Rockingham Schools superintendent seeks to quell concerns over student survey

Correction: This story has been updated to reflect that Ernest O. Calhoun is running a write-in campaign in Tuesday’s election for the 1st District Rockingham County School Board seat. His name was left off because of an editor’s error.

By Logan Roddy, senior contributor

After hearing some concerns from parents and grandparents of children in the Rockingham County Public Schools, Superintendent Oskar Scheikl on Monday sought to clear the air regarding a youth data survey going out to middle and high schoolers, as well as continuing objections to policies regarding transgender students.

One parent confronted the school board at Monday’s meeting about the 2021 youth survey going out to Rockingham County middle and high school students that includes questions about sexual health, drug and alcohol use, tobacco use and the school’s dress code.

Scheikl clarified that the survey is anonymous and that the district will send letters to parents of students in eighth, 10th and 12th grades saying they can opt out of the survey.

He also said that it’s a version of a national survey endorsed by the American Medical Association and the Centers for Disease Control and Prevention and is administered by James Madison University’s Institute for Innovation in Health and Human Services.

“It results in a lot of good data about student behavior, both legal and illegal,” Scheikl said.

He also said it’s been in place in the area for a couple of decades, and is also administered in Harrisonburg City Public Schools and Eastern Mennonite School. 

“A lot of services are driven by the results. It’s a completely anonymous survey, so students are told not to put their names on it,” Scheikl said. “No student is forced to take it.”

While schools wait for children to be vaccinated … 

Scheikl said while the board waits for the emergency use authorization of the Covid vaccine for children ages 5-11 and the booster shot for adults, they’re looking for ways to keep students in school after coming into contact with someone who tested positive for COVID-19.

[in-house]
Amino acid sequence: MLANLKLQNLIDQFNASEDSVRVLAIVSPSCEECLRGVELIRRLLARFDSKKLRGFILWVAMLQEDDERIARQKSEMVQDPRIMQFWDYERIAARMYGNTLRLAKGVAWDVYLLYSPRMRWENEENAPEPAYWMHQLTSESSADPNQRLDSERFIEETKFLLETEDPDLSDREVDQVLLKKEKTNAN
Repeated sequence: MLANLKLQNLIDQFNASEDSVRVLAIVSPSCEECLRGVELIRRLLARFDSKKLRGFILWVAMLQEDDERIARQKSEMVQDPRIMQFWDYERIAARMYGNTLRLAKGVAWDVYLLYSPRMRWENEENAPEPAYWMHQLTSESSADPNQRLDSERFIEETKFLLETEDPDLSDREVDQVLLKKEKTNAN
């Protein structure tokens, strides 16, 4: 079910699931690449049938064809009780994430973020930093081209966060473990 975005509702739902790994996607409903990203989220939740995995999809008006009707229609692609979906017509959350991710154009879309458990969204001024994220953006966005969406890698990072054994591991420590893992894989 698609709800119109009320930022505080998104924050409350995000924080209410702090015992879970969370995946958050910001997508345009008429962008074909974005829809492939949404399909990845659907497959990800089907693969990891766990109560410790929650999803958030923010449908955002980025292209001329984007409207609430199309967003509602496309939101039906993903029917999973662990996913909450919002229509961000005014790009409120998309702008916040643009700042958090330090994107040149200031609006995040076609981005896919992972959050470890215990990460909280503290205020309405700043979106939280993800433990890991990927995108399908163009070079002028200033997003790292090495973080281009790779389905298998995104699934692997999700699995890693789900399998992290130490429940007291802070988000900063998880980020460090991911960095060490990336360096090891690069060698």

One such path is the possible implementation of a new pilot project through the Virginia Department of Health called “Test to Stay,” which Scheikl noted has been successful in other states and countries. The program seeks to use COVID testing to keep children who may have been exposed to COVID-19 but are not showing symptoms in schools.

“We want to keep kids in school as much as we can,” Scheikl said. “We have no option if VDH calls and says we’re in quarantine because of an exposure, that’s just how it is.”

While he said he’s not yet sure what form the testing will take — whether it’s every day, every other day or possibly every three days, Scheikl said. 

“It may be an option for those five days that we now wait until someone can test to return early,” he said. 

He said it’s good schools have mitigation strategies in place now because even if a student who came in close contact were to test positive because other students are three feet away and are masked, “we wouldn’t have to quarantine anyone else.”

He said it would be helpful for families so their kids don’t have to stay home without showing symptoms and for teachers who “constantly adjust work that’s really dependent on kids being there.”

Superintendent responds to concern